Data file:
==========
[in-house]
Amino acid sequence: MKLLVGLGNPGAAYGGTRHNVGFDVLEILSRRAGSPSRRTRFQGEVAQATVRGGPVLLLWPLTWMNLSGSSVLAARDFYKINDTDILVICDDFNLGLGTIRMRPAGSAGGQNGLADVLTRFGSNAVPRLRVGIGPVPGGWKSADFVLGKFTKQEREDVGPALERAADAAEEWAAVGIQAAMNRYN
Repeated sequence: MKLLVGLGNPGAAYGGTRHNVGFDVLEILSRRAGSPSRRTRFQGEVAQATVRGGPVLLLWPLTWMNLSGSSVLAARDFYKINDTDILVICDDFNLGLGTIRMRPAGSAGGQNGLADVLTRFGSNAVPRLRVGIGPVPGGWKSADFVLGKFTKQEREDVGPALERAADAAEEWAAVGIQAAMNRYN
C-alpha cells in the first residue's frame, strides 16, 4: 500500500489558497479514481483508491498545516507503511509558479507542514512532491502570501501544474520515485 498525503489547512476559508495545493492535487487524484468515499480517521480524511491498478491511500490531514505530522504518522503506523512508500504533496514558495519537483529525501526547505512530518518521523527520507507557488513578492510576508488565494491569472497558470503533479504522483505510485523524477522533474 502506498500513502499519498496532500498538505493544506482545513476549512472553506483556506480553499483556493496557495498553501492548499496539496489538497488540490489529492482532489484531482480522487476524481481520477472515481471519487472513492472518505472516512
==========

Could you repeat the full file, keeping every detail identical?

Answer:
[in-house]
Amino acid sequence: MKLLVGLGNPGAAYGGTRHNVGFDVLEILSRRAGSPSRRTRFQGEVAQATVRGGPVLLLWPLTWMNLSGSSVLAARDFYKINDTDILVICDDFNLGLGTIRMRPAGSAGGQNGLADVLTRFGSNAVPRLRVGIGPVPGGWKSADFVLGKFTKQEREDVGPALERAADAAEEWAAVGIQAAMNRYN
Repeated sequence: MKLLVGLGNPGAAYGGTRHNVGFDVLEILSRRAGSPSRRTRFQGEVAQATVRGGPVLLLWPLTWMNLSGSSVLAARDFYKINDTDILVICDDFNLGLGTIRMRPAGSAGGQNGLADVLTRFGSNAVPRLRVGIGPVPGGWKSADFVLGKFTKQEREDVGPALERAADAAEEWAAVGIQAAMNRYN
C-alpha cells in the first residue's frame, strides 16, 4: 500500500489558497479514481483508491498545516507503511509558479507542514512532491502570501501544474520515485 498525503489547512476559508495545493492535487487524484468515499480517521480524511491498478491511500490531514505530522504518522503506523512508500504533496514558495519537483529525501526547505512530518518521523527520507507557488513578492510576508488565494491569472497558470503533479504522483505510485523524477522533474 502506498500513502499519498496532500498538505493544506482545513476549512472553506483556506480553499483556493496557495498553501492548499496539496489538497488540490489529492482532489484531482480522487476524481481520477472515481471519487472513492472518505472516512